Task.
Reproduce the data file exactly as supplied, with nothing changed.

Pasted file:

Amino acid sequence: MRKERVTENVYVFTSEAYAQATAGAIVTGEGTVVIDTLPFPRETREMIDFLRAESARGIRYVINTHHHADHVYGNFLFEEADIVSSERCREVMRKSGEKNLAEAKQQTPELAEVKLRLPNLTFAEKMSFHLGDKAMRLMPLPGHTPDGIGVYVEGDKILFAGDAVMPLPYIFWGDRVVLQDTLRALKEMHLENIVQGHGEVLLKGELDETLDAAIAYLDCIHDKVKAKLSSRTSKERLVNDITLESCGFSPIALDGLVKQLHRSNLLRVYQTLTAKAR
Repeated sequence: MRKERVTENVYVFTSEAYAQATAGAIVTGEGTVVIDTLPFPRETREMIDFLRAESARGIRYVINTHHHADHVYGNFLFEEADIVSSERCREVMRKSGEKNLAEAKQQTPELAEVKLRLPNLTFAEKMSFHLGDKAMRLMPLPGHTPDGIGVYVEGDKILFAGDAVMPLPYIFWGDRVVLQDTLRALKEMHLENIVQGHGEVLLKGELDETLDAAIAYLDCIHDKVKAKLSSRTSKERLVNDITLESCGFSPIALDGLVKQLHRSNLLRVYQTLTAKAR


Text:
Amino acid sequence: MRKERVTENVYVFTSEAYAQATAGAIVTGEGTVVIDTLPFPRETREMIDFLRAESARGIRYVINTHHHADHVYGNFLFEEADIVSSERCREVMRKSGEKNLAEAKQQTPELAEVKLRLPNLTFAEKMSFHLGDKAMRLMPLPGHTPDGIGVYVEGDKILFAGDAVMPLPYIFWGDRVVLQDTLRALKEMHLENIVQGHGEVLLKGELDETLDAAIAYLDCIHDKVKAKLSSRTSKERLVNDITLESCGFSPIALDGLVKQLHRSNLLRVYQTLTAKAR
Repeated sequence: MRKERVTENVYVFTSEAYAQATAGAIVTGEGTVVIDTLPFPRETREMIDFLRAESARGIRYVINTHHHADHVYGNFLFEEADIVSSERCREVMRKSGEKNLAEAKQQTPELAEVKLRLPNLTFAEKMSFHLGDKAMRLMPLPGHTPDGIGVYVEGDKILFAGDAVMPLPYIFWGDRVVLQDTLRALKEMHLENIVQGHGEVLLKGELDETLDAAIAYLDCIHDKVKAKLSSRTSKERLVNDITLESCGFSPIALDGLVKQLHRSNLLRVYQTLTAKAR